Selasa, Oktober 13, 2009

Journey To Madai Cave 1887 ( phart 2 )


Thursday, April 14th 1887 -At 3.30 a.m. I was called, and tried to dispel my drowsiness by the pleasing consciousness that an expedition to which I had long looked forward with such deep interest was about to be undertaken, and, as we had reason to hope, through the kind exertions of Mr. Treacher and Mr. Callaghan, duly accomplished. An hour later, these two gentlemen, accompanied by Mr. Crocker, came on board; and then we started directly in a long native canoe, with a crew and escort189 of thirty coolies, Sulus, Dyaks, and policemen. Our destination was the famous caves of edible birds'-nests at Madai. The steam-launch, well laden with extra coal in bags, and a few spare coolies, led the way, having in tow the heavy gig, filled with provisions of all sorts, and materials for camping out. Then came the long prahu—also in tow—laden almost to the water's edge with her thirty passengers and their gear. The extent and weight of this little flotilla reduced our progress to a speed of about five knots. It was a perfect morning, and the air was quite calm except for the slight breeze which we created for ourselves as we progressed. Soon after seven o'clock the sun became unpleasantly hot, and we were glad to spread our awning. At eight we breakfasted extremely well, the necessary cooking being done over a small spirit-lamp, in the absence of kerosene or any of190 the mineral oils, the use of which is not allowed on board the 'Sunbeam' or any of her satellites.

Commissariat Department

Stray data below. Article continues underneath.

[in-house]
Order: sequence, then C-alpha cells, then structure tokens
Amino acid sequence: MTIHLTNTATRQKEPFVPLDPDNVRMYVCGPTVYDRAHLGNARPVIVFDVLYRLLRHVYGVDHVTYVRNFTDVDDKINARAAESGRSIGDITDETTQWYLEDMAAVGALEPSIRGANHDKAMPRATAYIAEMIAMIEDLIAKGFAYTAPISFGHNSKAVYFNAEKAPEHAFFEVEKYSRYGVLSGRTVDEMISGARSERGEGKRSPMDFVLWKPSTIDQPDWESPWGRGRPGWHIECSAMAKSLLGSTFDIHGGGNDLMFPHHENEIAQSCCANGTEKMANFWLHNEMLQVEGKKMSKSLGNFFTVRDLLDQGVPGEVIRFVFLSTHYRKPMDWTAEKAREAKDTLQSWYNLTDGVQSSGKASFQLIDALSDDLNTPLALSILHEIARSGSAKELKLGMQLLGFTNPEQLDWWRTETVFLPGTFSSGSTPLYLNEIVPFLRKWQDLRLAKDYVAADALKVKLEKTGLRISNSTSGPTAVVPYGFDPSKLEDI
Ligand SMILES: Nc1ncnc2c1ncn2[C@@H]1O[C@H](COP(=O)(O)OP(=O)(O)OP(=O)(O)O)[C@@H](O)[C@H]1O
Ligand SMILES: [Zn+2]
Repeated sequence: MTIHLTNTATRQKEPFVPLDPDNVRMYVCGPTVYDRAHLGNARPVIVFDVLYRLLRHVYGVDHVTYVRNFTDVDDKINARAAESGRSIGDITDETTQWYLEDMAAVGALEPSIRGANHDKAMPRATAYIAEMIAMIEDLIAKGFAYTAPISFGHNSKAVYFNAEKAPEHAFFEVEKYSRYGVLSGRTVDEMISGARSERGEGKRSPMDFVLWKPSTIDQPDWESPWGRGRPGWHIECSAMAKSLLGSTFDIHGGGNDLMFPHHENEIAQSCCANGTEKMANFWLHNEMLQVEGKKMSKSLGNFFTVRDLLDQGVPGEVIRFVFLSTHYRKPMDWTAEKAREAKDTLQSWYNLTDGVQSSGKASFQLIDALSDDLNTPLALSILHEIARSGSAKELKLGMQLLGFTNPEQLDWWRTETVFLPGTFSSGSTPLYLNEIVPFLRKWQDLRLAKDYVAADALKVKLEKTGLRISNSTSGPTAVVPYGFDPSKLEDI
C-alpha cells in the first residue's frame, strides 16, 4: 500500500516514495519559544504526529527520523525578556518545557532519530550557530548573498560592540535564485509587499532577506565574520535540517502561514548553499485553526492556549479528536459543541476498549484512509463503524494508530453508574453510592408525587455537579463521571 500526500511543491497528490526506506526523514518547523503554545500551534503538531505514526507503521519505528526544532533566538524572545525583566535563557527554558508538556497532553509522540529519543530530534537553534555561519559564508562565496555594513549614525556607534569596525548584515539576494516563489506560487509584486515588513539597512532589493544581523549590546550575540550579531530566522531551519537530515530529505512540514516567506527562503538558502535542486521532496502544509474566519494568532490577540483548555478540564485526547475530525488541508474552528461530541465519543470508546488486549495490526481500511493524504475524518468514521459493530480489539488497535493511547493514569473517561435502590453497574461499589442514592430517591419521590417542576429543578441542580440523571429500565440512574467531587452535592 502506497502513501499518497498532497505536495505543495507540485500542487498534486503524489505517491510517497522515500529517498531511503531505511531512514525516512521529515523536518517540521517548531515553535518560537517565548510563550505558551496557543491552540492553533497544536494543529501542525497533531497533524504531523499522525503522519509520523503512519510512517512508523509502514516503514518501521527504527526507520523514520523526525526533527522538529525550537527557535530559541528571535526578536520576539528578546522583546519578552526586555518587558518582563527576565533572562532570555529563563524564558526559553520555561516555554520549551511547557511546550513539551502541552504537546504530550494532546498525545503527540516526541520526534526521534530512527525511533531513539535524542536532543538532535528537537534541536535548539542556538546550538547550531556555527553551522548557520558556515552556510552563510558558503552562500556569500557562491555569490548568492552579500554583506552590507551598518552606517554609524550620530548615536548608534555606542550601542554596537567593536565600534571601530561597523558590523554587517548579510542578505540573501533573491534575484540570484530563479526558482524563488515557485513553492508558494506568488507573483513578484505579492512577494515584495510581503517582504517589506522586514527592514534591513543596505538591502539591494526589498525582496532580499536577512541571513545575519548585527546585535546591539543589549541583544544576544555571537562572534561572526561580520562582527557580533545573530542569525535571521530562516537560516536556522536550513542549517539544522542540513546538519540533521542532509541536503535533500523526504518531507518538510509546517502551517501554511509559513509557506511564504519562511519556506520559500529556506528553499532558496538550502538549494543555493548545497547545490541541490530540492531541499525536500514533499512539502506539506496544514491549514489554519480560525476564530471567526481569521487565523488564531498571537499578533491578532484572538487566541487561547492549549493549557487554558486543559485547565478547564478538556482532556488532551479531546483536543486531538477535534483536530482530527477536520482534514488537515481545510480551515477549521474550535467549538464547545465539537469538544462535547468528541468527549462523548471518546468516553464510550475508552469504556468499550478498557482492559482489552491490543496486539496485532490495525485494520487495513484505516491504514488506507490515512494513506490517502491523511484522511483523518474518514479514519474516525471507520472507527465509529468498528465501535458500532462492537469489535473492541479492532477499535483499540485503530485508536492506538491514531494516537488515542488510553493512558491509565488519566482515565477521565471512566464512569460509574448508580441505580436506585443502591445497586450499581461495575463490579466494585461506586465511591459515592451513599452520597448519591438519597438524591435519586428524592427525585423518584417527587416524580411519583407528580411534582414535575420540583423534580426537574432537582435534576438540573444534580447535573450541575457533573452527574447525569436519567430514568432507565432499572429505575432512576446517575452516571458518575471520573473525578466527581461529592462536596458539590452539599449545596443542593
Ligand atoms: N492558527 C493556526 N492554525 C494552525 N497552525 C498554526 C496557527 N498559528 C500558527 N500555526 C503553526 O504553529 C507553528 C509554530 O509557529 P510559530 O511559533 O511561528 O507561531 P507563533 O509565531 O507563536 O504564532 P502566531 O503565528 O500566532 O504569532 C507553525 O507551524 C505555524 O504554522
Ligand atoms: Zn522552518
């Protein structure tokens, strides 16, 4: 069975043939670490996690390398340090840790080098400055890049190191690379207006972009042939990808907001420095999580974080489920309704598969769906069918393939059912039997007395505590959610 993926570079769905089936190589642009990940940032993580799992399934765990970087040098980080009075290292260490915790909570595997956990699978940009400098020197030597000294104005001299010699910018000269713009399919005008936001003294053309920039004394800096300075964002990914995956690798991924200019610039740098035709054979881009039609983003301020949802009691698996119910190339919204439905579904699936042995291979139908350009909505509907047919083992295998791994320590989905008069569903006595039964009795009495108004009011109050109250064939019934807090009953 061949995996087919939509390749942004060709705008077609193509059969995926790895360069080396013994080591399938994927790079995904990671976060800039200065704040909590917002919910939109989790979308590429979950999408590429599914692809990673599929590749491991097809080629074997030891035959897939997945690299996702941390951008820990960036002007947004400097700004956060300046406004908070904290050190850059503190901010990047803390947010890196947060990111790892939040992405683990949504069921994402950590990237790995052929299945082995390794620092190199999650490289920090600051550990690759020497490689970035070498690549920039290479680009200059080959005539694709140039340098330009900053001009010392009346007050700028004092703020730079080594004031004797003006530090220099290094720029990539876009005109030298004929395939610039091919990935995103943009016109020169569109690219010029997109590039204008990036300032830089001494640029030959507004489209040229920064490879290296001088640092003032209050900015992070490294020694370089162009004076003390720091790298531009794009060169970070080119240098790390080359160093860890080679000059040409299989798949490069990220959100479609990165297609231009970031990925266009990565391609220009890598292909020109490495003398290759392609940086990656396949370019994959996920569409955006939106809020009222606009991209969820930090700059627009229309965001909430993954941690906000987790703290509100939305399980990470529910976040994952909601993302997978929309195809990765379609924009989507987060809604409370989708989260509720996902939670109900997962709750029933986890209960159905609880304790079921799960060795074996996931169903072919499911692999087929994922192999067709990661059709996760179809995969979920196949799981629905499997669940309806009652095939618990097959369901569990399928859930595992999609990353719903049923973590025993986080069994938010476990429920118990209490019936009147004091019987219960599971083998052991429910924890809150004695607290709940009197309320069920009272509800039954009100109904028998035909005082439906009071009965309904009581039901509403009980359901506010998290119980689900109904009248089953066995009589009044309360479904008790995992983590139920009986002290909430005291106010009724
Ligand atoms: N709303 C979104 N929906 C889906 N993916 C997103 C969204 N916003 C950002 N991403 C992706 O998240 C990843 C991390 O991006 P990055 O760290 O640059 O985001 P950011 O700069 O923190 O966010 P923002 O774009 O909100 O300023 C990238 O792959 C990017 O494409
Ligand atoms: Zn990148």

A little before nine we reached the mouth of the river, and safely accomplished some intricate navigation through narrow channels between coral reefs. The mists were still lying in solid white masses in the valleys and between the mountain peaks; but the small densely wooded islets that dotted the bay were mirrored in its unruffled surface. The scene was altogether most picturesque, and reminded me a good deal of the splendid harbour of Rio; but without, of course, the Corcovado or Sugar-loaf Hill, or those curiously shaped Organ Mountains in the background. Once in the river, the view became quite different, and much more shut in, owing to the dense walls of mangrove and other tropical vegetation which lined either side of the wide stream, up which the tide was swiftly flowing. The air now seemed fresh and pure; but in other states of the tide it is, I am told, very much the reverse.

Return of the Head-Hunter

In about half an hour we reached a junction of two streams, where the boats composing our flotilla had to part company—the steam-launch to be left behind, the prahu to lead the way, and the cutter to be paddled and punted up after us as far as she could go. This point proved to be only to a small landing-place, at which eight prahus were drawn up near two temporary wooden kajang huts belonging to the bird's-nest takers, members of the Eraan tribe, to whom the caves are let. Birds'-nests, it may be remarked, are a profitable property, yielding a royalty of 15,000 dollars, or over 2,500l. a year, to the North Borneo Company.

Fording the stream for Madai

From the cutter we embarked in the prahu, and from the prahu we finally landed in a swamp, where an hour's rest was allowed for the coolies to get their food, whilst we completed the arrangements for our return voyage, which, on account of the tide, promised to be much more difficult.

Sulus at Silam
At 10.45 a.m. we commenced the real hard work of the expedition. Everyone walked except me, and I had to be carried in a very light chair by two coolies, who were frequently relieved. It was rather serious work for the bearers—to say nothing of my feelings—for they had never carried a chair before, and the way lay through thick jungle, constantly interspersed by morasses and swamps, and obstructed by fallen trees, overhanging branches, thorny creepers, and marshy streams. At first I had many misgivings, but soon gained confidence when I saw how careful the men were, and how anxious to avoid an accident. Two coolies went on in front, and with their sharp parongs cut down or hacked away the more serious obstacles. If either the chair or I caught in a tree or a thorn, or if any special difficulty presented itself, somebody appeared from somewhere and rendered prompt assistance.